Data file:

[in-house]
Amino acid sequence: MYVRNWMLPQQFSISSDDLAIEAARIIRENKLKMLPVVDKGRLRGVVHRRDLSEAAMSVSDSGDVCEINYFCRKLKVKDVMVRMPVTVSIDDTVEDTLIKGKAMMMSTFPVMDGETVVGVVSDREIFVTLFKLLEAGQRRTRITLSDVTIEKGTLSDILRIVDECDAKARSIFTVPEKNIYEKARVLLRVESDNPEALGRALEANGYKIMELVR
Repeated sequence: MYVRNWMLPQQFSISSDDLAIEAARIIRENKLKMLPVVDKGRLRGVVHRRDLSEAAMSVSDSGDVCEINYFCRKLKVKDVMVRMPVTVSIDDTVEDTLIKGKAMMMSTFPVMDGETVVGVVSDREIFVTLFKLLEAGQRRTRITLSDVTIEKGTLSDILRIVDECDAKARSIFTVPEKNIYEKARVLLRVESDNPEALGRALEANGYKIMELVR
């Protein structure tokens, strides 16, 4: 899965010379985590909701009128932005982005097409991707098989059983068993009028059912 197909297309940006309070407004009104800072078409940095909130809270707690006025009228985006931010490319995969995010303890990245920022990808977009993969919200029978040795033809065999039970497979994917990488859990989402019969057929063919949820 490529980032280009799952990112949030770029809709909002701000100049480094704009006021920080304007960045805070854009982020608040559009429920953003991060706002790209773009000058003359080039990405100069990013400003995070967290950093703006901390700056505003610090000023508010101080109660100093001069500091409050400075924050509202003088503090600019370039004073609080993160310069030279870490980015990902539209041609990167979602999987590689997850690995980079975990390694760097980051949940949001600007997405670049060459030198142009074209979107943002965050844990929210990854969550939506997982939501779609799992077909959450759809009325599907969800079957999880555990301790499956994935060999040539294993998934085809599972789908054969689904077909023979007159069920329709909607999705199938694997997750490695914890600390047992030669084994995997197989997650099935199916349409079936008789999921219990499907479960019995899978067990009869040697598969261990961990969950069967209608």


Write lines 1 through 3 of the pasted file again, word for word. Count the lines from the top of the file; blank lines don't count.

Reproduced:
[in-house]
Amino acid sequence: MYVRNWMLPQQFSISSDDLAIEAARIIRENKLKMLPVVDKGRLRGVVHRRDLSEAAMSVSDSGDVCEINYFCRKLKVKDVMVRMPVTVSIDDTVEDTLIKGKAMMMSTFPVMDGETVVGVVSDREIFVTLFKLLEAGQRRTRITLSDVTIEKGTLSDILRIVDECDAKARSIFTVPEKNIYEKARVLLRVESDNPEALGRALEANGYKIMELVR
Repeated sequence: MYVRNWMLPQQFSISSDDLAIEAARIIRENKLKMLPVVDKGRLRGVVHRRDLSEAAMSVSDSGDVCEINYFCRKLKVKDVMVRMPVTVSIDDTVEDTLIKGKAMMMSTFPVMDGETVVGVVSDREIFVTLFKLLEAGQRRTRITLSDVTIEKGTLSDILRIVDECDAKARSIFTVPEKNIYEKARVLLRVESDNPEALGRALEANGYKIMELVR